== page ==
# Boxing Pythagoras

## On the Continuum and Indivisibles

Εἰ δ’ ἐστὶ συνεχὲς καὶ ἁπτόμενον καὶ ἐφεξῆς, ὡς διώρισται πρότερον, συνεχῆ μὲν ὧν τὰ ἔσχατα ἕν, ἁπτόμενα δ’ ὧν ἅμα, ἐφεξῆς δ’ ὧν μηδὲν μεταξὺ συγγενές, ἀδύνατον ἐξ ἀδιαιρέτων εἶναί τι συνεχές, οἷον γραμμὴν ἐκ στιγμῶν, εἴπερ ἡ γραμμὴ μὲν συνεχές, ἡ στιγμὴ δὲ ἀδιαίρετον. Οὔτε γὰρ ἓν τὰ ἔσχατα τῶν στιγμῶν (οὐ γάρ ἐστι τὸ μὲν ἔσχατον τὸ δ’ ἄλλο τι μόριον τοῦ ἀδιαιρέτου), οὔθ’ ἅμα τὰ ἔσχατα (οὐ γάρ ἐστιν ἔσχατον τοῦ ἀμεροῦς οὐδέν· ἕτερον γὰρ τὸ ἔσχατον καὶ οὗ ἔσχατον).

–Aristotle, Physics 6.1

There is a concept which is absolutely intrinsic to all of geometry and mathematics. This particular concept is utilized by every single High School student that has ever graphed a line, and yet this concept is so incredibly difficult to understand that most people cannot wrap their heads around it. I’m talking about the concept of the continuum. Basically, the idea is that geometric geometrical objects are composed of a continuous group of indivisibles, objects which literally have no size, but which cannot be considered “nothing.” Despite the fact that these individual objects have no size, they form together into groups which, as a whole, can be measured in length or height or breadth. In mathematics, objects such as lines, planes, volumes, and all other sorts of space are considered to be continua, continuous and contiguous collections of these indivisibles into a unified whole. Because these infinitesimals have no size, themselves, even finite spaces contain an infinite number of these points.

Nearly every mathematician on the planet subscribes to this point of view. However, this was not always the case. Only a little more than 100 years ago, this view was considered extremely controversial and was only held by a fringe minority of scholars. Four centuries before that, this concept was nearly unthinkable. Though it has become, without question, the prevailing view of mathematicians, even today there remain a tiny handful of scholars who object to the use of the infinitesimal, the infinite, the individible, and the continuum in modern math. One such person is Dr. Norman Wildberger, an educator and mathematician for whom I have the utmost respect.

Still, I disagree with Dr. Wildberger’s philosophy on this particular issue.

## On Carrier’s pre-Christian Jesus Myth

Richard Carrier is a freelance historian with a PhD in Ancient History from Columbia University. He is arguably the most prominent proponent of the Christ Myth hypothesis, today, and one of the few historical scholars with actual qualifications in history that holds to such a position. If you are unaware, the Christ Myth hypothesis argues that there never existed an actual, historical Jesus of Nazareth upon whom the Christian faith eventually became focused. Instead, the Jesus of Nazareth presented in the gospels is a deliberate attempt to tie myths about a celestial being into history. This view is generally dismissed, panned, and ignored by the vast majority of mainstream scholarship, and one could quite rightly describe Richard Carrier as a fringe scholar. However, the simple fact that Carrier is a fringe scholar is not a very good reason for dismissing his work, out of hand. The man is actually a qualified historian, with a PhD from a respected university, who has had articles published in respected academic journals. The fact that his hypothesis goes against mainstream scholarship does not invalidate the rest of his qualifications.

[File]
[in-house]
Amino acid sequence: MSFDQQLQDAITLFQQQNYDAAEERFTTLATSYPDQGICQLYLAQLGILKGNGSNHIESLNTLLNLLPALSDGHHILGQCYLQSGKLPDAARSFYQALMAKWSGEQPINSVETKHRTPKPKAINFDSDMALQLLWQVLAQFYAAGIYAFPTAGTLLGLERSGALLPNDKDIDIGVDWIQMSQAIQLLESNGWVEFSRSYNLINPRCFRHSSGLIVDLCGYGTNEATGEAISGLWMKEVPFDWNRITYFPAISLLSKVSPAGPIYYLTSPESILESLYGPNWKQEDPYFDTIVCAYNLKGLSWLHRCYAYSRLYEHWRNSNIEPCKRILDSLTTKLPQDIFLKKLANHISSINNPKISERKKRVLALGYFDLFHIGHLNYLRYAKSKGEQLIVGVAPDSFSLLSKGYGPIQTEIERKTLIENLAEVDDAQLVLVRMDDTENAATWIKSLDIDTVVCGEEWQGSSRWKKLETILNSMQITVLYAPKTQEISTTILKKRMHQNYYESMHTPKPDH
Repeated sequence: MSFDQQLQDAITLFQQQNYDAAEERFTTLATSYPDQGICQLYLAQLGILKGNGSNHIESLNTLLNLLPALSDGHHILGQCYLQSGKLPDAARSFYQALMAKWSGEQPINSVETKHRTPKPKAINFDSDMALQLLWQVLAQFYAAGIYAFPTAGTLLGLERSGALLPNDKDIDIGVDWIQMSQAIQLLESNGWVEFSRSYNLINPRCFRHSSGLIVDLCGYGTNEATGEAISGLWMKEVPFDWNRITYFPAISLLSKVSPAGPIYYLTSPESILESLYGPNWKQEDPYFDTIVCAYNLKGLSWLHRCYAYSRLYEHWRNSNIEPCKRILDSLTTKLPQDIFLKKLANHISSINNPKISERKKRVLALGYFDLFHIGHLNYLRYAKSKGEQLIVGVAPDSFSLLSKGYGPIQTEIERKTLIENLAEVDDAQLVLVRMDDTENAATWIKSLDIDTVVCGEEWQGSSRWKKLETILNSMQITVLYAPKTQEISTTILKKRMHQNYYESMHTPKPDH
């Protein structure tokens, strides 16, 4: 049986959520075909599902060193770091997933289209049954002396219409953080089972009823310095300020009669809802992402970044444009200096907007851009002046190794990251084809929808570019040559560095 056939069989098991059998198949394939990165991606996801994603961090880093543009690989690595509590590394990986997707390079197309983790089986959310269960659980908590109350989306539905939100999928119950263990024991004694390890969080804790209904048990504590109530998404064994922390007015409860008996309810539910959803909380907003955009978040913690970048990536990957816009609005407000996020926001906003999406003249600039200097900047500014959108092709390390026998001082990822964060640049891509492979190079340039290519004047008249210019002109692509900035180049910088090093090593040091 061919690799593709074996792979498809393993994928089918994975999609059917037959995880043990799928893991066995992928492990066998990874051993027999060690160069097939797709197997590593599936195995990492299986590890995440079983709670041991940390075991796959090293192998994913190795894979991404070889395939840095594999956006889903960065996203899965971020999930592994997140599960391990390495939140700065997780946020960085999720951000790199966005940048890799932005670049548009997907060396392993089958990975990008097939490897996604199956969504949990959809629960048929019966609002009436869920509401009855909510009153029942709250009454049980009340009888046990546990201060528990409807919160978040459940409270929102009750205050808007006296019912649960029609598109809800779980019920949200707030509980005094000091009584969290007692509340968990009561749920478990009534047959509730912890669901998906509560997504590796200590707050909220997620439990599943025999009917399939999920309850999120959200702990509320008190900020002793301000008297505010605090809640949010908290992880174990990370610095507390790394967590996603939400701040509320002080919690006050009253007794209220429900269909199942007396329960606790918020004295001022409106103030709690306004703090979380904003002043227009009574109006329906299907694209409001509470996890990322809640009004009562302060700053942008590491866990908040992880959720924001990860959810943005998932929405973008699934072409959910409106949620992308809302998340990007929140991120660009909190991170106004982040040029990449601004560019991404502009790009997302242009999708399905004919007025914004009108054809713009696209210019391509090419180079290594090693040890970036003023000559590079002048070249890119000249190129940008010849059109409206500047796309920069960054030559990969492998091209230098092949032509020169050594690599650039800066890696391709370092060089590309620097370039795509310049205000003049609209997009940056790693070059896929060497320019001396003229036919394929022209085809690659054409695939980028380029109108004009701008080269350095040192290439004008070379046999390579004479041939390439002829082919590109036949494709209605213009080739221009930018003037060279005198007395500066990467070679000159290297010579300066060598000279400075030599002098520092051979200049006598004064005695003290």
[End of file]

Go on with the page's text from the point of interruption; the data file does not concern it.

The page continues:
Carrier recently published a book entitled On the Historicity of Jesus: Why We Might Have Reason to Doubt which lays out his views and arguments. I have been meaning to purchase, read, and review that book for this site since it was released, but I refuse to pay \$85 for the hardcover or \$35 for the paperback version– I find such prices to be wholly excessive. Unfortunately, the book has not yet received an eBook release, which I might be more inclined to purchase (though not if the price is similarly high). Still, Carrier has engaged in a number of debates and public presentations, and it is easy to find at least an overview of his position. For example, he recently gave a talk at Zeteticon which outlines his view.

One of the major points that Carrier alleges, in his presentation, is that we have evidence that there was a pre-Christian, Jewish belief in a celestial being which was actually named Jesus, and was the firstborn son of God, in the celestial image of God, who acted as God’s agent of creation, and was God’s celestial high priest. I have seen Carrier present this information numerous times, in different talks, including the one which I linked above, and he always presents it without actually quoting from the sources which he cites. Now, as I’ve said, I haven’t yet read On the Historicity of Jesus, and it is fully possible that Carrier addresses some of my contentions there, but I find his entire claim that there was a pre-Christian, Jewish belief in a celestial Jesus to be almost entirely unsupportable.

## Egyptian Math: Multiplication and Division

A little while back, I wrote up a little post on basic Egyptian mathematics, concentrating on how using Egyptian numerals in addition and subtraction can aid students in understanding our base-10 number system. I wanted to continue that discussion, today, by looking at how the ancient Egyptians performed Multiplication and Division. Unlike my discussions of addition and subtraction, I am not advocating Egyptian multiplication and division as a means for teaching the Common Core standards.

To be honest, I just find the system to be really interesting.